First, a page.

Inside the mind of the modern consumer

Understanding customers is no easy job for retailers today. What consumers want is changing all the time, as is the technology that they rely on as part of their shopping trip. It’s no wonder that many businesses are struggling to keep up!

It doesn’t help that retailers are inundated with headlines that profess the latest insights into consumer habits; which ones can they actually trust? Here, we’ve detailed the most recent retail research that retailers – online and off – should factor into their customer experience strategy.

“They are impatient” – Vodat International

5 minutes; that’s how long a customer will wait for their query to be answered in-store. That doesn’t leave much time for a staff member to gather the information they’re unsure of, before that shopper abandons their journey completely.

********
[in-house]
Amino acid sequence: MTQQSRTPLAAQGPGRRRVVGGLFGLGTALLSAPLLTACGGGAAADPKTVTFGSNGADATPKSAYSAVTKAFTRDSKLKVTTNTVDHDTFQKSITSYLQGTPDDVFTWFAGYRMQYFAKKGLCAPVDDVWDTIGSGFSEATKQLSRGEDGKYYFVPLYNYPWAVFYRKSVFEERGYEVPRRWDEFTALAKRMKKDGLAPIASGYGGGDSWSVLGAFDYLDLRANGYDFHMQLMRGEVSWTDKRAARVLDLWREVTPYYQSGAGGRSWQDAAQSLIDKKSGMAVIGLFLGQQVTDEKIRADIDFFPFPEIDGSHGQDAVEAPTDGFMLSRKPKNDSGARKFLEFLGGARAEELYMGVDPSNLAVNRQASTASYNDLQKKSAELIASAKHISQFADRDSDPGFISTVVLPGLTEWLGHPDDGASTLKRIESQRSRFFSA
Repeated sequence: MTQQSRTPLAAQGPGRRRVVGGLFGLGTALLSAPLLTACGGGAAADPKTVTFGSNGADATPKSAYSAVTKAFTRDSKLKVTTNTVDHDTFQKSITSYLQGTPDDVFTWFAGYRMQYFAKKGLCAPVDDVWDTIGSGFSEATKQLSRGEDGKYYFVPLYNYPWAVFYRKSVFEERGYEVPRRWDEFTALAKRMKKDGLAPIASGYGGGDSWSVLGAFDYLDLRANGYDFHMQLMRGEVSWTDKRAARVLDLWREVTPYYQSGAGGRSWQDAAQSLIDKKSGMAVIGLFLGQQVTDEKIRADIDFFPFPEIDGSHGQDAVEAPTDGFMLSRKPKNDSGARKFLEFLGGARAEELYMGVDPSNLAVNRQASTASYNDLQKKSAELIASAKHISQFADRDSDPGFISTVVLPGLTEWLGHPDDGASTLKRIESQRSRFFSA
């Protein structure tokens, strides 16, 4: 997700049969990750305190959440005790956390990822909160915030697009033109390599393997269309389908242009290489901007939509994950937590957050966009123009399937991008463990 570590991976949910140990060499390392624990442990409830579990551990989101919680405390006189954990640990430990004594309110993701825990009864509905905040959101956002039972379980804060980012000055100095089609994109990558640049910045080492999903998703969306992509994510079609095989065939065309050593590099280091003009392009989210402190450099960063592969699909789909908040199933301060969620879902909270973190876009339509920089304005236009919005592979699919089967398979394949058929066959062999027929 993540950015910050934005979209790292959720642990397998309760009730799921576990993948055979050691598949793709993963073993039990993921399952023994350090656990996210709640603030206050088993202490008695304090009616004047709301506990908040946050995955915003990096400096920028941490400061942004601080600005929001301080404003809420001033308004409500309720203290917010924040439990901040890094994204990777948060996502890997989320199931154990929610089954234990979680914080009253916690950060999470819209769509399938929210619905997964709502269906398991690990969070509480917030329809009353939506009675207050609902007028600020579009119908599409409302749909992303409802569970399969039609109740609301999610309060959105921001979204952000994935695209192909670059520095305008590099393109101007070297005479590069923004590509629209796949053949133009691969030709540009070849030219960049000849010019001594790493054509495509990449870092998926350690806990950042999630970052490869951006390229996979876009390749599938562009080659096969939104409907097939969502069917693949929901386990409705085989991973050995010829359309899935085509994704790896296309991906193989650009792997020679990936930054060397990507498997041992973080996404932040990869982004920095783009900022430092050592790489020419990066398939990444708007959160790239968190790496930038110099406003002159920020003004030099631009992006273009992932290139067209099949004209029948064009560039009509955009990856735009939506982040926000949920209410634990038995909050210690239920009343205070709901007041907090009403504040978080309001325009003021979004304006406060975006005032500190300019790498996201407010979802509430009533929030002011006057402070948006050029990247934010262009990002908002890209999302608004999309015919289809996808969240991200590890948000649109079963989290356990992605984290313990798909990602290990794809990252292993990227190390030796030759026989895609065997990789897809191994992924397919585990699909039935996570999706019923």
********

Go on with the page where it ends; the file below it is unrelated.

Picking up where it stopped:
How to respond

Ensure that your workforce receives regular training regarding your product offering – especially if new items are added. For an extra helping hand, why not implement tablets in stores so that answers are always at staff’s fingertips?

“They expect personalisation” – iVend Retail

A third of shoppers think they get personalised offers online, but not in-store. Perhaps this is one of the key reasons why ecommerce seems to gaining its sales share of channel.

How to respond

Yes, online has automated capabilities that allow loyal customers to receive information that is specific to them – but there is something the store can do better.  The ability to see, touch and try products cannot be replicated online, and even better, the presence of staff means that shoppers can get even more insight into the products they’re interested in. There’s nothing more personable than face-to-face interaction, so encourage conversation to give staff the opportunity to upsell products that might compliment a customer’s purchase.

“They tap-to-pay” – Visa